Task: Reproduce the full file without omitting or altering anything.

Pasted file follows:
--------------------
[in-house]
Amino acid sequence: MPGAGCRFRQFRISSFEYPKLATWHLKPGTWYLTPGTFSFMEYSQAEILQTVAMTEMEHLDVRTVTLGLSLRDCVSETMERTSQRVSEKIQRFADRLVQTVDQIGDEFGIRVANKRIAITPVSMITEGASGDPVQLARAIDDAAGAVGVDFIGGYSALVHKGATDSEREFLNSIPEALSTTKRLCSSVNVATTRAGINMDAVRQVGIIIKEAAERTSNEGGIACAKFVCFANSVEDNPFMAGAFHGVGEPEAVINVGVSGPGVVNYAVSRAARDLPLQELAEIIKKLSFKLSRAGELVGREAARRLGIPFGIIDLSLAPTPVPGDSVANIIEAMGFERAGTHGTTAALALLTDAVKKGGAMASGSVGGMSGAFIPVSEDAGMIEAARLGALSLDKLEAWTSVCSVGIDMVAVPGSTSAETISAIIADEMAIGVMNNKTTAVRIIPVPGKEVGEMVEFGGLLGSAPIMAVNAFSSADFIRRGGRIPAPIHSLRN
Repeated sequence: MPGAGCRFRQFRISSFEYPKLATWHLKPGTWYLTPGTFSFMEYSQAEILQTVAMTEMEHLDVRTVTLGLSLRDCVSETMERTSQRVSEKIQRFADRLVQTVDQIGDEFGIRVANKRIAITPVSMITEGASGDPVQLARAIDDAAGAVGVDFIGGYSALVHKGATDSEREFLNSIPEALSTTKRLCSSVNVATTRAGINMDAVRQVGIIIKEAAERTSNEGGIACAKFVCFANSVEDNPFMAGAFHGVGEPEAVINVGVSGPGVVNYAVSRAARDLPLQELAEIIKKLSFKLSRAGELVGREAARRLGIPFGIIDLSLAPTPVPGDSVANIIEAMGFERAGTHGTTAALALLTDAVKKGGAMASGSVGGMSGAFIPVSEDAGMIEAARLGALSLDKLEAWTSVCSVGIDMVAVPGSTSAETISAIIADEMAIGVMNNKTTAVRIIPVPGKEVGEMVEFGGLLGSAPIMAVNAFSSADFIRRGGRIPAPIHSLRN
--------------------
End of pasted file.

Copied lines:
[in-house]
Amino acid sequence: MPGAGCRFRQFRISSFEYPKLATWHLKPGTWYLTPGTFSFMEYSQAEILQTVAMTEMEHLDVRTVTLGLSLRDCVSETMERTSQRVSEKIQRFADRLVQTVDQIGDEFGIRVANKRIAITPVSMITEGASGDPVQLARAIDDAAGAVGVDFIGGYSALVHKGATDSEREFLNSIPEALSTTKRLCSSVNVATTRAGINMDAVRQVGIIIKEAAERTSNEGGIACAKFVCFANSVEDNPFMAGAFHGVGEPEAVINVGVSGPGVVNYAVSRAARDLPLQELAEIIKKLSFKLSRAGELVGREAARRLGIPFGIIDLSLAPTPVPGDSVANIIEAMGFERAGTHGTTAALALLTDAVKKGGAMASGSVGGMSGAFIPVSEDAGMIEAARLGALSLDKLEAWTSVCSVGIDMVAVPGSTSAETISAIIADEMAIGVMNNKTTAVRIIPVPGKEVGEMVEFGGLLGSAPIMAVNAFSSADFIRRGGRIPAPIHSLRN
Repeated sequence: MPGAGCRFRQFRISSFEYPKLATWHLKPGTWYLTPGTFSFMEYSQAEILQTVAMTEMEHLDVRTVTLGLSLRDCVSETMERTSQRVSEKIQRFADRLVQTVDQIGDEFGIRVANKRIAITPVSMITEGASGDPVQLARAIDDAAGAVGVDFIGGYSALVHKGATDSEREFLNSIPEALSTTKRLCSSVNVATTRAGINMDAVRQVGIIIKEAAERTSNEGGIACAKFVCFANSVEDNPFMAGAFHGVGEPEAVINVGVSGPGVVNYAVSRAARDLPLQELAEIIKKLSFKLSRAGELVGREAARRLGIPFGIIDLSLAPTPVPGDSVANIIEAMGFERAGTHGTTAALALLTDAVKKGGAMASGSVGGMSGAFIPVSEDAGMIEAARLGALSLDKLEAWTSVCSVGIDMVAVPGSTSAETISAIIADEMAIGVMNNKTTAVRIIPVPGKEVGEMVEFGGLLGSAPIMAVNAFSSADFIRRGGRIPAPIHSLRN